More London Woes

You guys! I just keep doing it. I’m a moth to a flame. 

A despondent liberal news junkie gravitating toward CNN. 

A rat returning for just one last nibble off the near-carc…I don’t know where that metaphor is going.

I keep falling for my the guidebooks and guideblogs that say, “Spend a scrumptious day with your child wandering baroque delights of Henry VIII’s residence as your child marvels at the throne rooms and bedchambers used for the British elites of the sixteenth century.”

And I was like, “Yeah. This’ll be the day my 3 and 5-year-olds will become history buffs and focus on museum plaques written in higher English than the History Channel could hope for.”

I need to close the books “London for Kids”. It’s not catering to idiots like me torturing their kids who just learned to walk and talk two years ago. 

And why did I fall for the charms of a saccharine travel blog that’s really just a lifestyle and advertising webpage for one of those asinine people who take instagrammable pictures of cappuccinos and laughing children skipping in frilly dresses past (stolen) Van Goghs? Seriously, this particular blogger’s list of “10 adorable things to do with little kids” is really just geared toward the billionaire single with their only child who happens to be an impeccably calm and inquisitive British girl who’s perfectly coiffed and behaved. This blog said, “take your child on a hundred pound (!!!) tea party on a converted double-decker bus. (And then hand your child back over to your personal Mary Poppins and go about your business being fabulous in London.)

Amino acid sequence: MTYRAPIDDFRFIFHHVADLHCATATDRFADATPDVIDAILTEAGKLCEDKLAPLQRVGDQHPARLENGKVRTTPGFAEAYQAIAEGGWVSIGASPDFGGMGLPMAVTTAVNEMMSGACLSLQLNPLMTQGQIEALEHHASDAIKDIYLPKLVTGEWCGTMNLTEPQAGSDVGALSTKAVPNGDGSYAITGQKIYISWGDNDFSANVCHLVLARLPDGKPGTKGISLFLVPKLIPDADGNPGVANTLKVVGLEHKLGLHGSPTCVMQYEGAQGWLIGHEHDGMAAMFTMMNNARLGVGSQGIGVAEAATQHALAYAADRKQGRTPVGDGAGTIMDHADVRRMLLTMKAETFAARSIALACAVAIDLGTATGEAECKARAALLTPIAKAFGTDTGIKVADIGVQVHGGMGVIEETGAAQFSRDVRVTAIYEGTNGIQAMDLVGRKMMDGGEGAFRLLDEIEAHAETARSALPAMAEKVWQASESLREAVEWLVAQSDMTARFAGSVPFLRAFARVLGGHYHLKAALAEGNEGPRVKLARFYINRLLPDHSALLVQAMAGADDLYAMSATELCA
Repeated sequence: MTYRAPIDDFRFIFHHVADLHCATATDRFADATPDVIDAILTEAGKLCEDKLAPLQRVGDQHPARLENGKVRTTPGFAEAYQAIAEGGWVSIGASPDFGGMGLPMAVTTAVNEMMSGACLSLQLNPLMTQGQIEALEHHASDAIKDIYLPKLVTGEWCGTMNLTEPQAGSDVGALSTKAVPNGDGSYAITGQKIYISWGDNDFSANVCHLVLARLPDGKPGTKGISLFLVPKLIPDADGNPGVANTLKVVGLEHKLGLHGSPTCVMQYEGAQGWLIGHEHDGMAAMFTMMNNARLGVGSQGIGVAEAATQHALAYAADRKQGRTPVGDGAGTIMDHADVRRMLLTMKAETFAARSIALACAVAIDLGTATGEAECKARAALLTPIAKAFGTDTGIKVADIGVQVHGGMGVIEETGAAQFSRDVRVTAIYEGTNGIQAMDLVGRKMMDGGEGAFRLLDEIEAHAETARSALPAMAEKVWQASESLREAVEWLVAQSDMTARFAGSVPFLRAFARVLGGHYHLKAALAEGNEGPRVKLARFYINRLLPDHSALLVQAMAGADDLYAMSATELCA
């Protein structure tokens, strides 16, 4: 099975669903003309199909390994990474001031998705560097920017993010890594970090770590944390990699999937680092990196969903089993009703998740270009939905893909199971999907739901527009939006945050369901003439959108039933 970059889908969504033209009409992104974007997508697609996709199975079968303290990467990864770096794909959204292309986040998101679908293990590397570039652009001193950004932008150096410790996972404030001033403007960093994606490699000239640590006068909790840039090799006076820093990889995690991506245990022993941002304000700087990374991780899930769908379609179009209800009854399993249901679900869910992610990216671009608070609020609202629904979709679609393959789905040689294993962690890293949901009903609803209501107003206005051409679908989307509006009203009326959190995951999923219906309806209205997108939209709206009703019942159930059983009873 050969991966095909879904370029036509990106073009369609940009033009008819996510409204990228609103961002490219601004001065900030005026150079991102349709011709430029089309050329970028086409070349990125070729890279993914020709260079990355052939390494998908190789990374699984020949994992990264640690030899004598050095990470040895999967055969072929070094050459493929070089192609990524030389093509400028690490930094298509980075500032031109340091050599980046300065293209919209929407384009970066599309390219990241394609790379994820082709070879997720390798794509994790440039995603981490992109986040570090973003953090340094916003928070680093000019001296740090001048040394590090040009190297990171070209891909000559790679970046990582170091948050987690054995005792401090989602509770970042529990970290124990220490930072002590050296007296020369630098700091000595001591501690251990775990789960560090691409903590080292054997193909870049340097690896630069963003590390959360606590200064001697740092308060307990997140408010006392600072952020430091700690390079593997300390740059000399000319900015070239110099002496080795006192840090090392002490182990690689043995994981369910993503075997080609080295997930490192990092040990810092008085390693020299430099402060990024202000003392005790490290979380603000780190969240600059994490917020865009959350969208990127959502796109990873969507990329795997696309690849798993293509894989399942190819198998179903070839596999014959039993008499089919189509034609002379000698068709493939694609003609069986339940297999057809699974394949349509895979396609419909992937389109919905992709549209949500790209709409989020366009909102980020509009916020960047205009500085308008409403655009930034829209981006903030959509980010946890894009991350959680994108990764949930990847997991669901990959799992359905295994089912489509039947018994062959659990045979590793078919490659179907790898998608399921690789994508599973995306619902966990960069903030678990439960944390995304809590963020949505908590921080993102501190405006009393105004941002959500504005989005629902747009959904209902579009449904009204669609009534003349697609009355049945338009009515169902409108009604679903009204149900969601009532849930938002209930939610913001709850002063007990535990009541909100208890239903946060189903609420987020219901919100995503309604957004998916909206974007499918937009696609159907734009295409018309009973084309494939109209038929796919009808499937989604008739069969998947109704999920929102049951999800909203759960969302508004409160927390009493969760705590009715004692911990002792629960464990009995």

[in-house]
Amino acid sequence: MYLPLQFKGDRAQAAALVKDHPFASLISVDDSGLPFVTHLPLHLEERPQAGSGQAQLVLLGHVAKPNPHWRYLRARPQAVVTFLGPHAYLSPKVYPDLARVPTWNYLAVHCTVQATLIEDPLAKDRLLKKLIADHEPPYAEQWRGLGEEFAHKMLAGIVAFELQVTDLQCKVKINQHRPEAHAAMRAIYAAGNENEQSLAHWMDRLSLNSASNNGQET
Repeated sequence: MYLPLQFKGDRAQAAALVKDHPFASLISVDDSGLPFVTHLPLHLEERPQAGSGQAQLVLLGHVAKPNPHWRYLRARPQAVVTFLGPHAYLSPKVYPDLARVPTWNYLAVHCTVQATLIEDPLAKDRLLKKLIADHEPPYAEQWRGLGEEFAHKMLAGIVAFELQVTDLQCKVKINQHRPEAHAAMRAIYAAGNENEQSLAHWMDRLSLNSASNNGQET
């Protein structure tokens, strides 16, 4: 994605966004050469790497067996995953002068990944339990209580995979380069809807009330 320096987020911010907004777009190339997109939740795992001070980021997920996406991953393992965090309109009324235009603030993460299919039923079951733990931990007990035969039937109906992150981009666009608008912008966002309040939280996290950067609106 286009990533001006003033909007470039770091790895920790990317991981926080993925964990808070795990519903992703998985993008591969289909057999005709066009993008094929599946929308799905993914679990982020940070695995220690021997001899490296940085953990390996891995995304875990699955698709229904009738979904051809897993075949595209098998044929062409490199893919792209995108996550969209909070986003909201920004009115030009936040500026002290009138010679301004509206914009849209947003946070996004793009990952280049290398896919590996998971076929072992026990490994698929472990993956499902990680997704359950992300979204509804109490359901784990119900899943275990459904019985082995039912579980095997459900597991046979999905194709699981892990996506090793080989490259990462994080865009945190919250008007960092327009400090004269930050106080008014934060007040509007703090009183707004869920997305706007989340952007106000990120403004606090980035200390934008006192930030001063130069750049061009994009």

That ain’t me, kid.

Parents: I’m speeding up my “traveling with little kids” travel series and jumping to the conclusion – little kids are the reason for all-inclusive Cancun resorts. There’s no thought necessary. They eat whatever they want, they go to the kids’ camp all day, and you’re left alone.

Learn from my mistakes.

Is this just a humble brag that my kids are experiencing London before yours are? I doubt it. Yeah, it was cool when my kid pointed to Big Ben and shouted, “Look! The Eiffel Tower!” But thank goodness this trip didn’t spawn from over-aggressive, money-as-no-option helicopter parenting. We are here to save my sanity from six straight months of solo parenting and to celebrate my partner’s West End conducting debut. 

And we have free housing. One takes advantage of such situations, doesn’t one?

But as the children yanked my partner and I at light speed Henry VIII’s dining hall, and I was genuinely interested to read about the succession from the Tudors to the Stuarts to the Hanovers, I had the thought, “What if this is my kids’ only experience traveling in such world heritage sites? What if we don’t make it back when they’re teenagers, capable of appreciating the history but hating me even more for dragging them on a ‘boring trip through churches and museums’?”

Talk about princess problems.

Get over yourself, Gavin.

Just stop for a quick pint and go suffer through another museum. It’s a rainy day. Let the kids watch the iPad in our corporate apartment.  

Carpe the diem, as one does, doesn’t one?


  1. Through you efforts with the boys you’ve communicated to them that travel means more than just
    skimming the cream off the host country/city… they’ve taken in the concept that travel ought to be enriching as well as fun. Give them some time to internalize this and don’t shy away from reinforcing it on future trips.
    Responsible travel is an art…not just a kick in the pants. It might sound preachy but what do you want for free! That’s my two cents. Keep up the great parenting.

    Liked by 1 person

  2. I can understand your angst. Plus I don’t know that it will always be better when they get older. We were on vacation in the San Juan islands when our kids were young teenagers. I can remember them saying they were bored at one point and Don shouts out, “What do you want, a three ring circus?!” It took us all by surprise and we got a big laugh out of it. Now if they are ever bored, that is common refrain that comes up in the conversation. I also remember them when little enjoying playing with my pots and pans rather than the expensive toys my working mom quilt made me buy. Can’t always win. 😊

    Liked by 1 person

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